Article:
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Concealed, Unobtrusive Ear-Centered EEG Acquisition: cEEGrids for Transparent EEG

View Article: PubMed Central - PubMed

ABSTRACT

Electroencephalography (EEG) is an important clinical tool and frequently used to study the brain-behavior relationship in humans noninvasively. Traditionally, EEG signals are recorded by positioning electrodes on the scalp and keeping them in place with glue, rubber bands, or elastic caps. This setup provides good coverage of the head, but is impractical for EEG acquisition in natural daily-life situations. Here, we propose the transparent EEG concept. Transparent EEG aims for motion tolerant, highly portable, unobtrusive, and near invisible data acquisition with minimum disturbance of a user's daily activities. In recent years several ear-centered EEG solutions that are compatible with the transparent EEG concept have been presented. We discuss work showing that miniature electrodes placed in and around the human ear are a feasible solution, as they are sensitive enough to pick up electrical signals stemming from various brain and non-brain sources. We also describe the cEEGrid flex-printed sensor array, which enables unobtrusive multi-channel EEG acquisition from around the ear. In a number of validation studies we found that the cEEGrid enables the recording of meaningful continuous EEG, event-related potentials and neural oscillations. Here, we explain the rationale underlying the cEEGrid ear-EEG solution, present possible use cases and identify open issues that need to be solved on the way toward transparent EEG.

No MeSH data available.


Related in: MedlinePlus

Continuous cEEGrid EEG data (5 s) with eyes open and eyes closed of one participant for a cEEGrid on the right side. Below is the mean amplitude of the alpha band (8–12 Hz). The increase in alpha band activity is readily visible in the raw signal and in the amplitude of the alpha band activity as soon as the eyes are closed. The effect is wide spread and can be seen on all cEEGrid channels.
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Figure 4: Continuous cEEGrid EEG data (5 s) with eyes open and eyes closed of one participant for a cEEGrid on the right side. Below is the mean amplitude of the alpha band (8–12 Hz). The increase in alpha band activity is readily visible in the raw signal and in the amplitude of the alpha band activity as soon as the eyes are closed. The effect is wide spread and can be seen on all cEEGrid channels.

Mentions: In the same study we asked participants to sit relaxed in their chair with either open or closed eyes. For the morning and the afternoon session a clear increase in alpha power in the eyes closed condition compared to the eyes open condition was observed as expected. Figure 4 shows the raw EEG traces of the cEEGrid at the transition of open to closed eyes. The increase in alpha oscillations is readily apparent.


Concealed, Unobtrusive Ear-Centered EEG Acquisition: cEEGrids for Transparent EEG
Continuous cEEGrid EEG data (5 s) with eyes open and eyes closed of one participant for a cEEGrid on the right side. Below is the mean amplitude of the alpha band (8–12 Hz). The increase in alpha band activity is readily visible in the raw signal and in the amplitude of the alpha band activity as soon as the eyes are closed. The effect is wide spread and can be seen on all cEEGrid channels.
© Copyright Policy
Related In: Results  -  Collection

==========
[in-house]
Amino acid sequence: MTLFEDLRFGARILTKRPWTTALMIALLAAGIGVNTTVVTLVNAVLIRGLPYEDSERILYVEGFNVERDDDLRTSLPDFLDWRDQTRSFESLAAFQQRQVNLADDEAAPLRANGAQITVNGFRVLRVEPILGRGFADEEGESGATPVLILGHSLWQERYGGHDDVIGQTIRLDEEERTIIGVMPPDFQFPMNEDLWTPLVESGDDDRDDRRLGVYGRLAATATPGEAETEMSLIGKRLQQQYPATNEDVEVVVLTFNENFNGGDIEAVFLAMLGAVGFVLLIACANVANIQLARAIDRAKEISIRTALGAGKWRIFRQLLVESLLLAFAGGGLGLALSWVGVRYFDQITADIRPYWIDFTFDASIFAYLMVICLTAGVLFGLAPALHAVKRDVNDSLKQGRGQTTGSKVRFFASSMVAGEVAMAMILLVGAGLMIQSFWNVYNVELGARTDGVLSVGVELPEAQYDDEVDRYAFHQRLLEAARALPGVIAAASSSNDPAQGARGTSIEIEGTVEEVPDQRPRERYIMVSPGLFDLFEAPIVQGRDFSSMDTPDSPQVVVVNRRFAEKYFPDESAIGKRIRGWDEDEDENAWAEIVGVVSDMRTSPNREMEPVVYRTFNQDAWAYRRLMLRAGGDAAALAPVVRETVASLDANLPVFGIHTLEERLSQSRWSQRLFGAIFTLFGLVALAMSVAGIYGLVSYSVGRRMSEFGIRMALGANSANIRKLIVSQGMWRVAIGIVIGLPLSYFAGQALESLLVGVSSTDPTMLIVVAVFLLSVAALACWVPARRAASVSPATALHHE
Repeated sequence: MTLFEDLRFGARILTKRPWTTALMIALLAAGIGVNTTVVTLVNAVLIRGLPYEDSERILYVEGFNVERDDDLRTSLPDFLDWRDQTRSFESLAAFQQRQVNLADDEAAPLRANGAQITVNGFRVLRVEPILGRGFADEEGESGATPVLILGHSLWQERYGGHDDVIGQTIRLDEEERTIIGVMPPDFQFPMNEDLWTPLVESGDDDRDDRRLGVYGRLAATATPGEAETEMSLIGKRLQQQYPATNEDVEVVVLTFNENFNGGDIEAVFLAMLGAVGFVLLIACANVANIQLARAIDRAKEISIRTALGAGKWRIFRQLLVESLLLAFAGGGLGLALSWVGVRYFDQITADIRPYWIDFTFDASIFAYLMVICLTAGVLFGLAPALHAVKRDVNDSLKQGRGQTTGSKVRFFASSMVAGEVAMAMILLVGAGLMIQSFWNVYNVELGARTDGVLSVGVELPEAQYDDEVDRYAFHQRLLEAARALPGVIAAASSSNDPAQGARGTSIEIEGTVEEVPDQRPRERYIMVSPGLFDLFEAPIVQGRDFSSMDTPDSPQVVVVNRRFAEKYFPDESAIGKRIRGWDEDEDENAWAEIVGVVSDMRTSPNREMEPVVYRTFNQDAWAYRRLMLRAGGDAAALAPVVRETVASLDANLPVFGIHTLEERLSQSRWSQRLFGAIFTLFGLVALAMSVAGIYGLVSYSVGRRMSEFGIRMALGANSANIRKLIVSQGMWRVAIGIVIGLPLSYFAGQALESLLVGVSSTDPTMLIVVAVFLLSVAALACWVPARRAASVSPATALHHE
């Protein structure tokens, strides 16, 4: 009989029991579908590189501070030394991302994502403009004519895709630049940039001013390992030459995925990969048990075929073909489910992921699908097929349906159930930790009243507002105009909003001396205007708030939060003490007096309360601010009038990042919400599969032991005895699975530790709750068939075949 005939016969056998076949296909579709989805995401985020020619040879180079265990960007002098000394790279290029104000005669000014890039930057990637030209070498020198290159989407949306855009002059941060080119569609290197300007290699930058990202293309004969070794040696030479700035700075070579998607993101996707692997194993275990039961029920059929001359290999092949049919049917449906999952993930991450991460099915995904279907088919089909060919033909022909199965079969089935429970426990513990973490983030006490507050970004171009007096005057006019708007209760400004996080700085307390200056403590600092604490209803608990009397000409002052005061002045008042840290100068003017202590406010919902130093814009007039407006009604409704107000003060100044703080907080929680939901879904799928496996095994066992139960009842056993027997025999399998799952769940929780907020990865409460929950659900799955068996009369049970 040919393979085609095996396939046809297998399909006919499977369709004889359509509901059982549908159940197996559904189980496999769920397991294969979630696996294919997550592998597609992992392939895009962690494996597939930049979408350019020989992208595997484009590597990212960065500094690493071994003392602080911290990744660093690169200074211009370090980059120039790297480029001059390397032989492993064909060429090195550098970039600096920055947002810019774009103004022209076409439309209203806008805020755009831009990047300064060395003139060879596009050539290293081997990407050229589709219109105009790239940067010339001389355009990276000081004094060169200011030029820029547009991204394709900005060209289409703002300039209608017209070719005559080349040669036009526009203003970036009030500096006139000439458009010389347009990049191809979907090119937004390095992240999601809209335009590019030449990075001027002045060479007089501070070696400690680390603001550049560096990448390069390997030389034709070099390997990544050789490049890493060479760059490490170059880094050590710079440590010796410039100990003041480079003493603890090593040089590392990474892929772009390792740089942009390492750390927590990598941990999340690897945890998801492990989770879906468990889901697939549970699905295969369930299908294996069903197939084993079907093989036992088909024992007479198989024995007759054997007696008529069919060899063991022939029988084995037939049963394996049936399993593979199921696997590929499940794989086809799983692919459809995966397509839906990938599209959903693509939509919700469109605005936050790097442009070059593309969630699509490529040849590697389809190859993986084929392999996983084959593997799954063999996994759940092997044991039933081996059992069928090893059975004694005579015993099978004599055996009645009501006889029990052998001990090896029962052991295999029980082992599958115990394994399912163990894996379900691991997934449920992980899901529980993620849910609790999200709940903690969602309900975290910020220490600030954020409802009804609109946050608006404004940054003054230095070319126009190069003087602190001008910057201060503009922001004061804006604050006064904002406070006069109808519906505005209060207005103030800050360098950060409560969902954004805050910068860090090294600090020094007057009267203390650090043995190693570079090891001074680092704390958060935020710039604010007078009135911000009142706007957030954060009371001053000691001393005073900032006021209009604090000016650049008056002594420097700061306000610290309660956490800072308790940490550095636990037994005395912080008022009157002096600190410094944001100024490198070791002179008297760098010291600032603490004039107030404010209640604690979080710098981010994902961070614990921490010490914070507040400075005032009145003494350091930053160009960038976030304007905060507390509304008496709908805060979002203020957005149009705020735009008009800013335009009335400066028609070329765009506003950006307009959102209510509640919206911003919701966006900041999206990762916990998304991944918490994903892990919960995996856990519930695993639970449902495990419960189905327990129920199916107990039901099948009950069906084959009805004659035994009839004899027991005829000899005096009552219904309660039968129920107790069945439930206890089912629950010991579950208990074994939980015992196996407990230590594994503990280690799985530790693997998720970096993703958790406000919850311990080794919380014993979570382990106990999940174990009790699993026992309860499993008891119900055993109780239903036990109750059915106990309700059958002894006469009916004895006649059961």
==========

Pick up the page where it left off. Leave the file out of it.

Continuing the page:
License
Show All Figures
getmorefigures.php?uid=PMC5383730&req=5

Figure 4: Continuous cEEGrid EEG data (5 s) with eyes open and eyes closed of one participant for a cEEGrid on the right side. Below is the mean amplitude of the alpha band (8–12 Hz). The increase in alpha band activity is readily visible in the raw signal and in the amplitude of the alpha band activity as soon as the eyes are closed. The effect is wide spread and can be seen on all cEEGrid channels.
Mentions: In the same study we asked participants to sit relaxed in their chair with either open or closed eyes. For the morning and the afternoon session a clear increase in alpha power in the eyes closed condition compared to the eyes open condition was observed as expected. Figure 4 shows the raw EEG traces of the cEEGrid at the transition of open to closed eyes. The increase in alpha oscillations is readily apparent.

View Article: PubMed Central - PubMed

ABSTRACT

Electroencephalography (EEG) is an important clinical tool and frequently used to study the brain-behavior relationship in humans noninvasively. Traditionally, EEG signals are recorded by positioning electrodes on the scalp and keeping them in place with glue, rubber bands, or elastic caps. This setup provides good coverage of the head, but is impractical for EEG acquisition in natural daily-life situations. Here, we propose the transparent EEG concept. Transparent EEG aims for motion tolerant, highly portable, unobtrusive, and near invisible data acquisition with minimum disturbance of a user's daily activities. In recent years several ear-centered EEG solutions that are compatible with the transparent EEG concept have been presented. We discuss work showing that miniature electrodes placed in and around the human ear are a feasible solution, as they are sensitive enough to pick up electrical signals stemming from various brain and non-brain sources. We also describe the cEEGrid flex-printed sensor array, which enables unobtrusive multi-channel EEG acquisition from around the ear. In a number of validation studies we found that the cEEGrid enables the recording of meaningful continuous EEG, event-related potentials and neural oscillations. Here, we explain the rationale underlying the cEEGrid ear-EEG solution, present possible use cases and identify open issues that need to be solved on the way toward transparent EEG.

No MeSH data available.


Related in: MedlinePlus